A claimant has been awarded costs of more than 20 times the value of the damages they received in a ‘relatively low value’ claim over the performance of solar panels.

Judge Richard Pearce summarily assessed the claimant’s costs at £64,054.20 including VAT after entering judgment in the sum of £2,850.12, inclusive of interest, in July.

In Hodgson v Creation Consumer Finance, the court was asked to assess the costs of a claim brought under the now-defunct capped costs list pilot scheme – which imposed an overall cap of £80,000 plus VAT, court fees, costs relating to enforcement and wasted costs.

The claimant had sought around £16,000 from the defendant, which funded the purchase of the panels by a debtor-creditor-supplier agreement within the meaning of section 12 of the Consumer Credit Act 1974 and therefore had a statutory liability for losses caused by any misrepresentation by the supplier.

Solar panel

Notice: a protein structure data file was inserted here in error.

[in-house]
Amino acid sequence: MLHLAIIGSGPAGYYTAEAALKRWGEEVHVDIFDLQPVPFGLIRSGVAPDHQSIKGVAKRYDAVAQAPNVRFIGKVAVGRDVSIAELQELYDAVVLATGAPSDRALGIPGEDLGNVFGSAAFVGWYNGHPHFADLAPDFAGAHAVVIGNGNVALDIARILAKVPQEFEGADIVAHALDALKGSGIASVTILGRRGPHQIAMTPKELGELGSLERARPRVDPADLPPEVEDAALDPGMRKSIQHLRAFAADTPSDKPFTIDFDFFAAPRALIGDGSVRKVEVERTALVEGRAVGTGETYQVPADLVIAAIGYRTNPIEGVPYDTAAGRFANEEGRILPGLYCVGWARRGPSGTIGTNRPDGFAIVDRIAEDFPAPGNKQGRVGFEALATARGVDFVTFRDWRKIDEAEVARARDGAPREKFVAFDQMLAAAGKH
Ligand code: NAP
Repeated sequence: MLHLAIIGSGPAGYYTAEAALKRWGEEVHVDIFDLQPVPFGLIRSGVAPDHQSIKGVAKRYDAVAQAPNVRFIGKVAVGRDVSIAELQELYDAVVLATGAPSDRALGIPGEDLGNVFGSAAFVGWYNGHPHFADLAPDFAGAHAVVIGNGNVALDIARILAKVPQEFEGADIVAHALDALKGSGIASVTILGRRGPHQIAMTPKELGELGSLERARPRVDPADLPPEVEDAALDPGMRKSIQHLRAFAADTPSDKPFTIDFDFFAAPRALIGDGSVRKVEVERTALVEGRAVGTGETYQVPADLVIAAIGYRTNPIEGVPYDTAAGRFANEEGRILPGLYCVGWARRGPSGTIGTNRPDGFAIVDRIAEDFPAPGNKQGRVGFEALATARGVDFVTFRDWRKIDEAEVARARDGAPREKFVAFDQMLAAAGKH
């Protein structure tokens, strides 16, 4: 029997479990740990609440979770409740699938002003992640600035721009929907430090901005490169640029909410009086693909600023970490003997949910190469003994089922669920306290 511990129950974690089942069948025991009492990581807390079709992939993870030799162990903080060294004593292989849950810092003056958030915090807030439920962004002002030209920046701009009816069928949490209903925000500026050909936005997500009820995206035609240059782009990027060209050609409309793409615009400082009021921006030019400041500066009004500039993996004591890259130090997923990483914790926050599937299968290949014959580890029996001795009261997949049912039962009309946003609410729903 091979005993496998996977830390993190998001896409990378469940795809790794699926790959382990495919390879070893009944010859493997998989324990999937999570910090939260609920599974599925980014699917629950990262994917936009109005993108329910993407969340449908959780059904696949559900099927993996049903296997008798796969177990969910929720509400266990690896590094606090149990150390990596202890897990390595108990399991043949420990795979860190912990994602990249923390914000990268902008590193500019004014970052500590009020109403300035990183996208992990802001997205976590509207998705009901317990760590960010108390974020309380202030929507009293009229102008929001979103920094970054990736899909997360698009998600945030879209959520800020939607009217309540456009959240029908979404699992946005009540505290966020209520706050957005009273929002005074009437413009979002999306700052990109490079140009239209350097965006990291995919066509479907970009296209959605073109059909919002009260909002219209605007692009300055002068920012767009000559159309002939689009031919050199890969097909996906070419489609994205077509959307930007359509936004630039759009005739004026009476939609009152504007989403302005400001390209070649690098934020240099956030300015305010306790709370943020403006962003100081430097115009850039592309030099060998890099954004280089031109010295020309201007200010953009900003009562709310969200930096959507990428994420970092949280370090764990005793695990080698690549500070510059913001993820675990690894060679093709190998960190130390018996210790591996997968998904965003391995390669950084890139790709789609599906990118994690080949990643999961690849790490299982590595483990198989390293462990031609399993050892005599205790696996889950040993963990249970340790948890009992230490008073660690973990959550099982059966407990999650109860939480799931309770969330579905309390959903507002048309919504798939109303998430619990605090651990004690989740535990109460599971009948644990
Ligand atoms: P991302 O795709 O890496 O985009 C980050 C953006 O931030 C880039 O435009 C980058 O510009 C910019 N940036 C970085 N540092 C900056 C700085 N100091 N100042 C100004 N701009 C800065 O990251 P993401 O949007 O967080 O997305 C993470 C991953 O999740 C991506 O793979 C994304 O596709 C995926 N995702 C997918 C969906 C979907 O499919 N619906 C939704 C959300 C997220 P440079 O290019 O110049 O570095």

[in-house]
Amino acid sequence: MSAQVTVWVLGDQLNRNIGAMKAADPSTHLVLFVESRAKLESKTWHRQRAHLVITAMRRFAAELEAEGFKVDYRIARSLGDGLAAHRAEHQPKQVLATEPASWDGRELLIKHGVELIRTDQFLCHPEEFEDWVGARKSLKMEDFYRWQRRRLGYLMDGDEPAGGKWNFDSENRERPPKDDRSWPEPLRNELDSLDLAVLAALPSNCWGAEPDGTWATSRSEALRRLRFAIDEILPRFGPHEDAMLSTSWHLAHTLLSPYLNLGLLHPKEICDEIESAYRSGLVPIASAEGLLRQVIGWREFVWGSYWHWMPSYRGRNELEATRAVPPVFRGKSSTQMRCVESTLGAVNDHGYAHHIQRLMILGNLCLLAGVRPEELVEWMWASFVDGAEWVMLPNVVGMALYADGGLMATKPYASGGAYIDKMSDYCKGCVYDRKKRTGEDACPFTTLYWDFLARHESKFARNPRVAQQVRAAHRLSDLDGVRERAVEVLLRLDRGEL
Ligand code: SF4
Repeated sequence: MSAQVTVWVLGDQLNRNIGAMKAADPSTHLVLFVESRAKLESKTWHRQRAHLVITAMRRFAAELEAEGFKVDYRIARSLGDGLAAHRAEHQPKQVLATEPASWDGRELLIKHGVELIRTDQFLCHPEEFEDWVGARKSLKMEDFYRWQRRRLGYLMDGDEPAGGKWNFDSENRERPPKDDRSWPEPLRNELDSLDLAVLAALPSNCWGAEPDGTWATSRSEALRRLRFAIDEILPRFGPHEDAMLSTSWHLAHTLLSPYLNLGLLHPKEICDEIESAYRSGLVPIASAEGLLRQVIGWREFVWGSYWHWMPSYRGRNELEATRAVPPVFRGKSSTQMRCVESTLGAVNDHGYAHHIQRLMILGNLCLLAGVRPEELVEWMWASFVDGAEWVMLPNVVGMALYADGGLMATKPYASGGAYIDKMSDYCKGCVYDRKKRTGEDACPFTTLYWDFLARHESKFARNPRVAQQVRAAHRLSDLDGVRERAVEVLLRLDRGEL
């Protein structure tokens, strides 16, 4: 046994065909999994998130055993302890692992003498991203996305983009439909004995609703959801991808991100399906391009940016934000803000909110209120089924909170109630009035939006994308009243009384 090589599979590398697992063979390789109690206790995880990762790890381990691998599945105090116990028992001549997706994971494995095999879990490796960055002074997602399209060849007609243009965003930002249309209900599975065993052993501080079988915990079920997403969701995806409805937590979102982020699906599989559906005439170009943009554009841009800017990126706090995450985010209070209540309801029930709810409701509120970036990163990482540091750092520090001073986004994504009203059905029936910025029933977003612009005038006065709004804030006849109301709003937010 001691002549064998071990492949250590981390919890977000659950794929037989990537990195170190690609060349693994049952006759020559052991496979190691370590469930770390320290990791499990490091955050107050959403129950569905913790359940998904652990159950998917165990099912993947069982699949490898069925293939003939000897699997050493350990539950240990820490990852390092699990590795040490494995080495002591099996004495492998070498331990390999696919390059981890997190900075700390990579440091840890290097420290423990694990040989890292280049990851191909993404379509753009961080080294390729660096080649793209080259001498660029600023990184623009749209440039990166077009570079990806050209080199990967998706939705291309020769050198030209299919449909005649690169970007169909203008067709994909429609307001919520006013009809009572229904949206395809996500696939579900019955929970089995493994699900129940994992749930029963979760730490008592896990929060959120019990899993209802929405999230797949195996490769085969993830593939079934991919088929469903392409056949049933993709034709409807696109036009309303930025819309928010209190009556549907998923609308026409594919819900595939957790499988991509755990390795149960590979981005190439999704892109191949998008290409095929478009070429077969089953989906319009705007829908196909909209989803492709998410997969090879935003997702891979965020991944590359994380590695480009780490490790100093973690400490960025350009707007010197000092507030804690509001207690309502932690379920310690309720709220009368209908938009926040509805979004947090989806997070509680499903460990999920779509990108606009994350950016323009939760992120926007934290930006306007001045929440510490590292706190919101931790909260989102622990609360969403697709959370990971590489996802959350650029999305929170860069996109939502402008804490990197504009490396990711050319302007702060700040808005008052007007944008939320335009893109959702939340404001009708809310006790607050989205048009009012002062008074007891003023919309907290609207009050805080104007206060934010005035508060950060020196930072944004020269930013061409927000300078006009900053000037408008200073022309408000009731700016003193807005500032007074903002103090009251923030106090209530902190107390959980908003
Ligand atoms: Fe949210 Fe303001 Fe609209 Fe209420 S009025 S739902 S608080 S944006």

Judge Richard Pearce: Costs are not disproportionate due to ‘broader issues of principle’ at stake in ‘relatively low value’ claim over solar panels

Pearce said the litigation was of ‘relatively low value, such that costs would quickly become disproportionate’, in a ruling last month which was published today.

However, the judge also said that ‘issues as to the measure of performance of the solar panels and the calculation of future losses certainly involve broader issues of principle’ on which there was ‘no authority on the nature or assessment of such contingencies in this context’.

‘It follows from the low value of this case but [the] importance of this case to other potential cases, that the costs that are reasonable and proportionate are likely to bear little relationship to the value of the case,’ Pearce added. ‘For example, given the potential impact [of] the judgment in the resolution of other cases, both parties instructed silks in this case. This was reasonable.’

The judge concluded: ‘I am satisfied that the reasonable and proportionate phase costs within the caps contained in the capped costs pilot are £53,743.50. Given the nature of the issues … I do not consider this figure to be disproportionate, notwithstanding the low value of the claim.’

Including VAT, Pearce assessed the claimant’s total costs at £64,054.20.


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